the Iraqi families. They told the world there was a massacre, they said,
and still no one listened.
“What should we do?”
Abdul Razak said. “They are all found innocent. What more do they
need?…They shouldn’t have been found innocent.”
She dropped her head.
“I’m one of a million
… I am nobody.” she said. “Why did they choose us from everyone? Why did
they separate us and kill us. … Why did they come and kill our young men
and leave us alive?”
Marines Related To The Haditha Investigation
Lt. Col. Jeffrey R.
Violation of a lawful
order and willful dereliction of duty were both dismissed on June 17, 2008.
The Marine Corps plans to appeal the recent decision.
Sgt. Sanick P. Dela Cruz
The charges of
unpremeditated murder for five people and making a false official statement
were dismissed April 2, 2007. He was granted immunity after the charges
1st Lt. Andrew A.
Grayson was found not
guilty of all charges after being accused of obstructing justice in the
Haditha case on June 3, 2008. On Dec. 27, 2007 the charge of dereliction
for failing to investigate a suspected violation of the law of war was
Capt. Lucas M.
The charge of
unpremeditated murder in the killings of three brothers and dereliction for
failing to “ensure” a “thorough investigation was initiated,” were
dismissed on Sept. 12, 2007. He was granted immunity and ordered to
cooperate with “all parties” looking into the 24 killings in Haditha.
Capt. Randy W. Stone
Charges that include
failing to ensure an investigation and accurately report a suspected
violation of the law of war were dismissed.
Lance Corporal Stephen
Charges of Involuntary
manslaughter of two people, unpremeditated murder of two others, negligent
homicide of four people, aggravated assault and reckless endangerment were
dismissed on March 28, 2008. Tatum was given testimonial immunity in the
Staff Sgt. Frank D Wuterich
Wuterich for unpremeditated murder of 17 people were dismissed on Dec. 27,
2007 and another was withdrawn on Aug. 29, 2007. Now he is charged with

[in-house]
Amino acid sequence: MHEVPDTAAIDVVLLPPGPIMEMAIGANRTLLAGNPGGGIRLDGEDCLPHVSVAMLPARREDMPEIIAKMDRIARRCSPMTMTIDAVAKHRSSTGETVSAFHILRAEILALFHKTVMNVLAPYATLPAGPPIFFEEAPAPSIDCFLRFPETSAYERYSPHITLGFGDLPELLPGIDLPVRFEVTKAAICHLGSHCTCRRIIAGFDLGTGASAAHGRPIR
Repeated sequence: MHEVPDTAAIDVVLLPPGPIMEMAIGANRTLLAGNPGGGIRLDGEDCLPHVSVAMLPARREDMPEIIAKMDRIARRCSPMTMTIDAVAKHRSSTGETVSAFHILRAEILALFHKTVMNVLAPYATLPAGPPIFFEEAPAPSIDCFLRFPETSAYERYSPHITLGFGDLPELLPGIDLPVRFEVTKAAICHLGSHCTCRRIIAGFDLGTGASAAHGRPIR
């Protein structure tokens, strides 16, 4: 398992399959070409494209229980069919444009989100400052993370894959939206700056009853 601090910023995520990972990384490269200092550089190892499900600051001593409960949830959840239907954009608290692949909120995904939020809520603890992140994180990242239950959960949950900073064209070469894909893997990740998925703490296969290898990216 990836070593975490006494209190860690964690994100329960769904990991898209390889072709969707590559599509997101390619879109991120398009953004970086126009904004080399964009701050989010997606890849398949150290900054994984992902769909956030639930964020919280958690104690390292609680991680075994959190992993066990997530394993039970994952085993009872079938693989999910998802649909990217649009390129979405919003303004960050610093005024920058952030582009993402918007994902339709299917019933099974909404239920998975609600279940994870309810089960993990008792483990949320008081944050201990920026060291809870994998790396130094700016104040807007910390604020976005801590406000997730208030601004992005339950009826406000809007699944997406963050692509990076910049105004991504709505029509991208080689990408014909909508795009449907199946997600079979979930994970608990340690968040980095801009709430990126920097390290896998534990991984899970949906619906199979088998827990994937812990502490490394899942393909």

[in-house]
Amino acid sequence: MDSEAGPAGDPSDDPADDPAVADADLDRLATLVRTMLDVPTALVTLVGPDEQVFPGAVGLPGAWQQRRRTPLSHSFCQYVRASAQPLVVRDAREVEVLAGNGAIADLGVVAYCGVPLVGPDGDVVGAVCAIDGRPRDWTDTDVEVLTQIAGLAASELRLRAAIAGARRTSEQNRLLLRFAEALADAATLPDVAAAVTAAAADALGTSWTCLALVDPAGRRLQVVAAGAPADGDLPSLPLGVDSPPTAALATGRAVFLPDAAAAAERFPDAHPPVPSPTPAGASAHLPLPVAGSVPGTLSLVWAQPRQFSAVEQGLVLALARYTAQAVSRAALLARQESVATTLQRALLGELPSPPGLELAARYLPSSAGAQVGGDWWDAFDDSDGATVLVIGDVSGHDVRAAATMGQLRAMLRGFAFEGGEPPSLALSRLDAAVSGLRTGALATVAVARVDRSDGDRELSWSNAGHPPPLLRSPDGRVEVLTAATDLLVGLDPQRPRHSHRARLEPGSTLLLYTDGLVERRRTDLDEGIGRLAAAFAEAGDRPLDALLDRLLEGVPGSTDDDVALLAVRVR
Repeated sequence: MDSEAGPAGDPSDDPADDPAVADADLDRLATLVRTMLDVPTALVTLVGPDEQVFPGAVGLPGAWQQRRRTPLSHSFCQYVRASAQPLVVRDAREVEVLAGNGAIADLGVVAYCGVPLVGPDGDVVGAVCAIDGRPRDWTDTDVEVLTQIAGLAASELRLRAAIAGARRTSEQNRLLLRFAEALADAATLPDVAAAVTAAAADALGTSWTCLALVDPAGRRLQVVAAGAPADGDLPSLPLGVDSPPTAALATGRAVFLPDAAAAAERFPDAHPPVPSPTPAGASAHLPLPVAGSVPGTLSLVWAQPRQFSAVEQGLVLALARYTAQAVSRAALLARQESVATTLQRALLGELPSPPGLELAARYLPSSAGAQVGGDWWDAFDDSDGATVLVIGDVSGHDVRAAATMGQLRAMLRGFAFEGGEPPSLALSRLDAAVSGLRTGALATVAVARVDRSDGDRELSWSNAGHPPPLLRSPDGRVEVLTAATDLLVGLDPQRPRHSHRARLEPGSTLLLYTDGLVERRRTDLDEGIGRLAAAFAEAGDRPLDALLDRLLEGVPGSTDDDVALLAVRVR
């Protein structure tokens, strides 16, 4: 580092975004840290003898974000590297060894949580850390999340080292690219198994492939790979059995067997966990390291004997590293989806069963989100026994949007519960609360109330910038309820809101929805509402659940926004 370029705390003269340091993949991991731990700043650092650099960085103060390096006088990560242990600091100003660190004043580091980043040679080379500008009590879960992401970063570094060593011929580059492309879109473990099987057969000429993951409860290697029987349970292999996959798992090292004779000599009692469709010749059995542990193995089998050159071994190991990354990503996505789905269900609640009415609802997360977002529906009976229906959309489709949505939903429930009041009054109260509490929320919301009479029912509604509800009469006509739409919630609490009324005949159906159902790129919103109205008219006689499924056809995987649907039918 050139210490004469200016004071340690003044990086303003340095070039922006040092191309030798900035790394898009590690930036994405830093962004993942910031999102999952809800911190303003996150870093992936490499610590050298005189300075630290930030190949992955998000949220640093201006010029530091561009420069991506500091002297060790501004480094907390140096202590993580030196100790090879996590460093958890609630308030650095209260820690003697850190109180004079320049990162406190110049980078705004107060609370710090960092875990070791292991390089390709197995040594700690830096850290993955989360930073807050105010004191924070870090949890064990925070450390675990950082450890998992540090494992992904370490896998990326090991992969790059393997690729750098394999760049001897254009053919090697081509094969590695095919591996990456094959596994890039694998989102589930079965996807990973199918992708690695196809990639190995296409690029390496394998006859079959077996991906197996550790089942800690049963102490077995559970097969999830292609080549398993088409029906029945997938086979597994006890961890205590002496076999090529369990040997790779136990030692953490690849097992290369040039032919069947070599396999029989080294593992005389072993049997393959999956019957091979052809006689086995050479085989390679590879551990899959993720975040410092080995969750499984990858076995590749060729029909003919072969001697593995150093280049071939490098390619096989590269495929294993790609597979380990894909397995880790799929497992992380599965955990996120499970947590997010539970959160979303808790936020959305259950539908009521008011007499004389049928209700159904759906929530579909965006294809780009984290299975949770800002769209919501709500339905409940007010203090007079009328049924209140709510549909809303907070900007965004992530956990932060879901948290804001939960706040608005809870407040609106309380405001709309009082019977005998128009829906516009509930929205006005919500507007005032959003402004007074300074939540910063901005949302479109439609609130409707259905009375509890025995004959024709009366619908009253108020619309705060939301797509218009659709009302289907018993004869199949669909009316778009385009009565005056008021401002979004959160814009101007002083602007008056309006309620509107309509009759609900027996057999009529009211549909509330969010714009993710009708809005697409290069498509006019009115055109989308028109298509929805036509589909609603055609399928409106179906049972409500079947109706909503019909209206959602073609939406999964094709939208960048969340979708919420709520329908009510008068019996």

voluntary manslaughter for killing or ordering the killing of at least nine
people. He is also charged with reckless endangerment, aggravated assault,
obstructing justice and dereliction. The charges were referred to the
general court-martial on Dec. 31, 2007. He has yet to go to trial.
world-class liar, then and now
This lieutenant Colonel James Yonts of
the U.S. Army, graduate of the U.S. Army War College, Carlisle, Pa., has
been in the forefront of creating news as the Pentagon wants it – strategic
communication. Yonts has been serving at Central Command in Tampa and later
as U.S. military spokesman in Afghanistan, spending great effort to cover
up the civilian deaths caused by U.S. military actions. On March 30, 2006,
he affirmed the absence of any civilians in the village of Qala-e-Gaz,
Helmand Province, which was being severely bombed by U.S (and British
Harrier) aircraft. Reports from the field indicate some 20-30 civilians had
been killed in the “torrent of air strikes.” On August 12, 2005, the New
York Times reported the results of a raid by a U.S. warplane on the
remote village of Mara Kale in southern Afghanistan. According to survivors
in a Kandahar hospital, four people died in the attack. Muhammad Yar told
the newspaper that his mother had been killed and his house destroyed in
the raid. US military spokesman Colonel James Yonts responded by declaring
that he doubted that there were any civilian casualties as the area was
uninhabited. Four years ago, Col. Yonts had created news for the
Pentagon when commenting on another series of U.S. air strikes, carried
out between 7 – 10 P.M. just outside Tarin Kot, Uruzgan Province. He said,
“we verified the target and on the night of the 21st, we dropped
some precision-guided munitions on the target and destroyed that target.
All the munitions were accounted for – on the target.” In the real world,
the U.S. air strikes killed 21 civilians fleeing on a tractor including 17
children and 3 women (for a detailed account see entry in the Afghan
Victim Memorial Project, under “Abdul Ghani, 22/23”). On the day of
that murderous attack, Willian Arkin a former military intelligence officer
and defense establishment pundit, penned an article for the Washington
Post glorifying the new-found military prowess reassuring the American
public that precision-guided munitions would prevent most civilian
casualties (“Civilian Casualties and the Air War”).